Regarding the lending programs, Mr. Mnuchin reiterates his call for the $454 billion that is being clawed back to be reallocated to provide economic relief in a new stimulus bill.
“I continue to believe that a targeted fiscal package is the most appropriate federal response,” Mr. Mnuchin says in his prepared remarks. “The administration is standing ready to support Congress in this effort to help American workers and small businesses.”
The world will start to recover only gradually next year from a devastating global recession brought on by the coronavirus pandemic, but the revival is unlikely to repair an income divide that is leaving more people around the world poorer because of the crisis, the Organization for Economic Cooperation and Development said Tuesday.
The organization, in its half-yearly economic outlook, forecast the global economy would grow by 4.2 percent next year. Led by a massive rebound in China, the momentum is likely to pick up only after the summer.
Even then, most economies will be smaller at the end of 2021 than they were at the end of 2019. That’s because lockdowns to contain the pandemic have carved $7 trillion out of global gross domestic product, Angel Gurría, the O.E.C.D.’s secretary general, said during an online news conference.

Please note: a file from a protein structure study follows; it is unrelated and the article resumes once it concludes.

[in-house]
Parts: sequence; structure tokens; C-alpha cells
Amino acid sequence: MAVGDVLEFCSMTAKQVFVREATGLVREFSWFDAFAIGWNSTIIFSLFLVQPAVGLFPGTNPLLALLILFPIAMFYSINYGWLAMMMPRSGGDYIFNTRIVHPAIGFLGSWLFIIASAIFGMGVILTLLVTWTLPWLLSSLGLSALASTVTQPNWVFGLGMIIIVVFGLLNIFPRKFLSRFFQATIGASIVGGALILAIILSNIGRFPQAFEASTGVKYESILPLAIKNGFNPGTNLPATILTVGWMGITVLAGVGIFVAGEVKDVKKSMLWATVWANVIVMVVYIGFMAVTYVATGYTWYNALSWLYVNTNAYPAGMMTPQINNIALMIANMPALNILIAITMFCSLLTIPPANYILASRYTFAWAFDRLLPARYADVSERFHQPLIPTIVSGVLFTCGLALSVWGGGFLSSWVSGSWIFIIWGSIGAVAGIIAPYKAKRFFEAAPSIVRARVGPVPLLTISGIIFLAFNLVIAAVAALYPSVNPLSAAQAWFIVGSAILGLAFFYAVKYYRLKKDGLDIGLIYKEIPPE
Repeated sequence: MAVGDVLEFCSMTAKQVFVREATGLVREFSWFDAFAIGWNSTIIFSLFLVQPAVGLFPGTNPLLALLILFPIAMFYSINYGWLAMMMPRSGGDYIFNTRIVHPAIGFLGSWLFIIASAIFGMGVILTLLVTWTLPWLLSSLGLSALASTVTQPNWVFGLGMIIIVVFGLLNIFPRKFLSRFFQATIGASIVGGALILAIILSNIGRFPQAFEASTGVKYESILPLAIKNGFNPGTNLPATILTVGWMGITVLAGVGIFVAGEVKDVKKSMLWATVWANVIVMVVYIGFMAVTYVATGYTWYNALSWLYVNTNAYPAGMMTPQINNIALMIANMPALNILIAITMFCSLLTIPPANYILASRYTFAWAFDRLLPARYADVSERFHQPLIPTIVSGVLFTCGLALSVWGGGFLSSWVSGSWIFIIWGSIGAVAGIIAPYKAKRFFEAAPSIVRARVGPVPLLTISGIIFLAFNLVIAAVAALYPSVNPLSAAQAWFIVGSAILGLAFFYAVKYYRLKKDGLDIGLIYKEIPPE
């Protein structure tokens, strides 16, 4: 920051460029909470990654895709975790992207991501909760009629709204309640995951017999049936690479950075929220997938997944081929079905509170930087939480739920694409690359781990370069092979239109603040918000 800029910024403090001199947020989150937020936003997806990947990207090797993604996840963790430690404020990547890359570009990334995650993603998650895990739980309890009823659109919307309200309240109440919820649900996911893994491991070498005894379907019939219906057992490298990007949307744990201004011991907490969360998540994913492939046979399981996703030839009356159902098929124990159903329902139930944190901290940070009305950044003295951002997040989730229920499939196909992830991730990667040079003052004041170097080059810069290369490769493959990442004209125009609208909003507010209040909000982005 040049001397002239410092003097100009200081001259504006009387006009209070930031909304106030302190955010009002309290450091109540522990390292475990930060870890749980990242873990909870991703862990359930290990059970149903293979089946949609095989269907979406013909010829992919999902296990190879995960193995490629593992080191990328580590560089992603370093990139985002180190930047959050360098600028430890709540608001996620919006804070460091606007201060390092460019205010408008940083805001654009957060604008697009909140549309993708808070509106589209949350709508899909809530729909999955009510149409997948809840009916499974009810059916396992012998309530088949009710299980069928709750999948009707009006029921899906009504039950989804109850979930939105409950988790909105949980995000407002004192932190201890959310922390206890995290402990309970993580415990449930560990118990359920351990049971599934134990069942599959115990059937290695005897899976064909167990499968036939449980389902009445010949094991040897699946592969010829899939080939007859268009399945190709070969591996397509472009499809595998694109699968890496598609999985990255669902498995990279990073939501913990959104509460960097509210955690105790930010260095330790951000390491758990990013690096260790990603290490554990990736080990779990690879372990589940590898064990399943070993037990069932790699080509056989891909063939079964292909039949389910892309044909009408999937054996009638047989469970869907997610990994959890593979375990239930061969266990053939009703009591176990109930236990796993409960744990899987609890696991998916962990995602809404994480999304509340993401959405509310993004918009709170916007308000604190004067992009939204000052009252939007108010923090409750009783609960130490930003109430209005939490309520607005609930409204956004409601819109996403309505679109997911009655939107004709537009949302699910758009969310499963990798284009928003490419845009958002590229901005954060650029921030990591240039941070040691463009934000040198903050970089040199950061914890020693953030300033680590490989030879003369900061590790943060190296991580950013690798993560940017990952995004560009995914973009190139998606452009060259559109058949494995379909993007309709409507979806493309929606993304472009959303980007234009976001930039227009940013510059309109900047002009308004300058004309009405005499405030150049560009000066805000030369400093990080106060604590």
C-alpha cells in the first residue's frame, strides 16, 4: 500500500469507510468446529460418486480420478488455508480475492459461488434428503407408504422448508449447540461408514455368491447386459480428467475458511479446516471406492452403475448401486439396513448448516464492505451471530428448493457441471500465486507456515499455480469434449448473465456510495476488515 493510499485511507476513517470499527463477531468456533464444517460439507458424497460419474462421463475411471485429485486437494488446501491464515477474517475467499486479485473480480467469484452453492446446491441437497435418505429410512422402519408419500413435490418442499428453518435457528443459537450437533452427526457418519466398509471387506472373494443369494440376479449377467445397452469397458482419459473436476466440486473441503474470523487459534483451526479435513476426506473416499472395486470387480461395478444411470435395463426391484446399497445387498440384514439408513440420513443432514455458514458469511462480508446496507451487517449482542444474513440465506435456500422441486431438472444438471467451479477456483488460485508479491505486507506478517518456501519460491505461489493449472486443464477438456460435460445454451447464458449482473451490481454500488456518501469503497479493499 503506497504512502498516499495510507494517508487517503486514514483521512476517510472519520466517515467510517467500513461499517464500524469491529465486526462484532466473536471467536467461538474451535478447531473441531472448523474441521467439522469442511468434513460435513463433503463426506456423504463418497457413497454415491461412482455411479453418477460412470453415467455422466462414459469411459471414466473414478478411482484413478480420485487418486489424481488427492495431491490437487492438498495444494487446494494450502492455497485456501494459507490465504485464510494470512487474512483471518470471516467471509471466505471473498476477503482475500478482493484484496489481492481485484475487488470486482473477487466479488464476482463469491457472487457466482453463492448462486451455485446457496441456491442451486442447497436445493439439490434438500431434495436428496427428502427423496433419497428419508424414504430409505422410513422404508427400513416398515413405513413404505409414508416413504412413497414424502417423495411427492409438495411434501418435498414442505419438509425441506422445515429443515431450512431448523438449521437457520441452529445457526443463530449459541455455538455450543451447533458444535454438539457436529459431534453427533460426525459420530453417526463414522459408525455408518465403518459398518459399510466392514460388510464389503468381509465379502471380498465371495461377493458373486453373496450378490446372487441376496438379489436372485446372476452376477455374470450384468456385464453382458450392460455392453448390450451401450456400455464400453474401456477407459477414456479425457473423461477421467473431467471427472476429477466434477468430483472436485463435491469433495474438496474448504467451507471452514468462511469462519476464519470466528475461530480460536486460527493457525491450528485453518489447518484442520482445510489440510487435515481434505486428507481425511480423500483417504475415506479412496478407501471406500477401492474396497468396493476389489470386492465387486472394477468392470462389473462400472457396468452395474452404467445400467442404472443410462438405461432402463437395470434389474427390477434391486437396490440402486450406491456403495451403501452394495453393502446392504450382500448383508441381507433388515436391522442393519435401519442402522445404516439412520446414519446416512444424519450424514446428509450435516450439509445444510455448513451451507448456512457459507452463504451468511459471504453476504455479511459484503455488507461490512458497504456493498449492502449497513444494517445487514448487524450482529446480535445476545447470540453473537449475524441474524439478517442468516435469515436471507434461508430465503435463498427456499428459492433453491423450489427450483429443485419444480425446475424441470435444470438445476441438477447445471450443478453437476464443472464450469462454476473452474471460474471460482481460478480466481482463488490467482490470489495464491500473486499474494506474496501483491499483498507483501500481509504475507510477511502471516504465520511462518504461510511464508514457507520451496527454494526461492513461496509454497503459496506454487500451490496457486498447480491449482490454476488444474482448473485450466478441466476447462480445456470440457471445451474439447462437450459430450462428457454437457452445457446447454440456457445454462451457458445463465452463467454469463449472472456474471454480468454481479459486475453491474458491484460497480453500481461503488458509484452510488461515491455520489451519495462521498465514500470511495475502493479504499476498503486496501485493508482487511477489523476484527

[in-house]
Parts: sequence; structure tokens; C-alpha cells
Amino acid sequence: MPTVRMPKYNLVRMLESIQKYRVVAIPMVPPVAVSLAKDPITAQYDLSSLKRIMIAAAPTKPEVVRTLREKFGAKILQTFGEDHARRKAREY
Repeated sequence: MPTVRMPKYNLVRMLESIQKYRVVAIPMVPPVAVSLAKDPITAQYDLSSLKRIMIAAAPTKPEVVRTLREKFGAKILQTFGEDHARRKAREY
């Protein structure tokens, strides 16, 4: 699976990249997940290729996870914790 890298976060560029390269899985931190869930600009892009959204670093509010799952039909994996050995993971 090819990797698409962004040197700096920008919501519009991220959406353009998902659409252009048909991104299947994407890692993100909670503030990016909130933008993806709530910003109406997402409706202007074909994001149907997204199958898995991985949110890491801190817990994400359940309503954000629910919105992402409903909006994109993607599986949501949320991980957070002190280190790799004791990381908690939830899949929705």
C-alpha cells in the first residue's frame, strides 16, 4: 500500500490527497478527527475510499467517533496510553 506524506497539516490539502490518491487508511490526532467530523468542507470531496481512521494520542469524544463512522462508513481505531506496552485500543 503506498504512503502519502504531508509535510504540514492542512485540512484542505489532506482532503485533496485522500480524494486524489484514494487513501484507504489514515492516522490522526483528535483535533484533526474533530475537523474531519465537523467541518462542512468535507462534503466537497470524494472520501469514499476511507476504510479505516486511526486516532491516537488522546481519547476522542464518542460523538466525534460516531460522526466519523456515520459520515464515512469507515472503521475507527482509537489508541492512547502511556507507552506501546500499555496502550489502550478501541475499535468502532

“The impact is massive,” Mr. Gurría said. “In human and economic terms this pandemic will have been extremely costly,” he said, adding: “There is hope, but we are not out of the woods yet.”
The notable exception is China, which curbed the pandemic with aggressive quarantine policies. It has rebounded quickly and will end the year with growth of around 10 percent, said Laurence Boone, the organization’s chief economist. South Korea, Sweden and India have also weathered the economic crisis far better than most European countries and nations in Latin America, which have at times struggled to contain the virus, the organization said.
The recovery in Western countries especially is likely to remain fragile as governments continue social distancing policies and keep borders partly closed through the first half of 2021. It may also take at least a year for governments to fully roll out campaigns to vaccinate citizens against the coronavirus, the organization said.
The O.E.C.D. urged governments to continue shielding their economies from the fallout by extending financial support programs and strengthening national health care and social safety nets.